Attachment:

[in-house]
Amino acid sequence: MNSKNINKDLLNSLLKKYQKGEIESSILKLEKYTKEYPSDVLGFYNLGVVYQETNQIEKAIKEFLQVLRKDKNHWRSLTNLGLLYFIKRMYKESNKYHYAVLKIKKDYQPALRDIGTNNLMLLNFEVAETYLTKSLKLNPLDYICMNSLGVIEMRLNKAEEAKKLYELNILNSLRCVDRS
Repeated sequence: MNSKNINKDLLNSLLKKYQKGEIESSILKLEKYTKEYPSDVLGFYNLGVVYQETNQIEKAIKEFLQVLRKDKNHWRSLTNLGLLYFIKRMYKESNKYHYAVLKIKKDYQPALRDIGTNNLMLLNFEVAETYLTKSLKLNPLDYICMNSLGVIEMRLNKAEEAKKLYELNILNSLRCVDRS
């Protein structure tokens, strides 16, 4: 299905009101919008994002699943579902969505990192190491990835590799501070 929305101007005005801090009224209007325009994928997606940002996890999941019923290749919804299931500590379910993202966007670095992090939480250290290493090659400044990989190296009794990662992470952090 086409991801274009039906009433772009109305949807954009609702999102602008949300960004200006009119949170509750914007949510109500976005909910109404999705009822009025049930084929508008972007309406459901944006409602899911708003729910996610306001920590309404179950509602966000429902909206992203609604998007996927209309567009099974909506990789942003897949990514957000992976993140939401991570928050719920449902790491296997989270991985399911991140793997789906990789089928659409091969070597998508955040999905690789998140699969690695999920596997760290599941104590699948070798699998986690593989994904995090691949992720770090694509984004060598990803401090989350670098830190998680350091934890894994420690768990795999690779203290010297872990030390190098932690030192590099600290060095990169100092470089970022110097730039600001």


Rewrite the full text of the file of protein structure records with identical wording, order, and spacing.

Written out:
[in-house]
Amino acid sequence: MNSKNINKDLLNSLLKKYQKGEIESSILKLEKYTKEYPSDVLGFYNLGVVYQETNQIEKAIKEFLQVLRKDKNHWRSLTNLGLLYFIKRMYKESNKYHYAVLKIKKDYQPALRDIGTNNLMLLNFEVAETYLTKSLKLNPLDYICMNSLGVIEMRLNKAEEAKKLYELNILNSLRCVDRS
Repeated sequence: MNSKNINKDLLNSLLKKYQKGEIESSILKLEKYTKEYPSDVLGFYNLGVVYQETNQIEKAIKEFLQVLRKDKNHWRSLTNLGLLYFIKRMYKESNKYHYAVLKIKKDYQPALRDIGTNNLMLLNFEVAETYLTKSLKLNPLDYICMNSLGVIEMRLNKAEEAKKLYELNILNSLRCVDRS
């Protein structure tokens, strides 16, 4: 299905009101919008994002699943579902969505990192190491990835590799501070 929305101007005005801090009224209007325009994928997606940002996890999941019923290749919804299931500590379910993202966007670095992090939480250290290493090659400044990989190296009794990662992470952090 086409991801274009039906009433772009109305949807954009609702999102602008949300960004200006009119949170509750914007949510109500976005909910109404999705009822009025049930084929508008972007309406459901944006409602899911708003729910996610306001920590309404179950509602966000429902909206992203609604998007996927209309567009099974909506990789942003897949990514957000992976993140939401991570928050719920449902790491296997989270991985399911991140793997789906990789089928659409091969070597998508955040999905690789998140699969690695999920596997760290599941104590699948070798699998986690593989994904995090691949992720770090694509984004060598990803401090989350670098830190998680350091934890894994420690768990795999690779203290010297872990030390190098932690030192590099600290060095990169100092470089970022110097730039600001």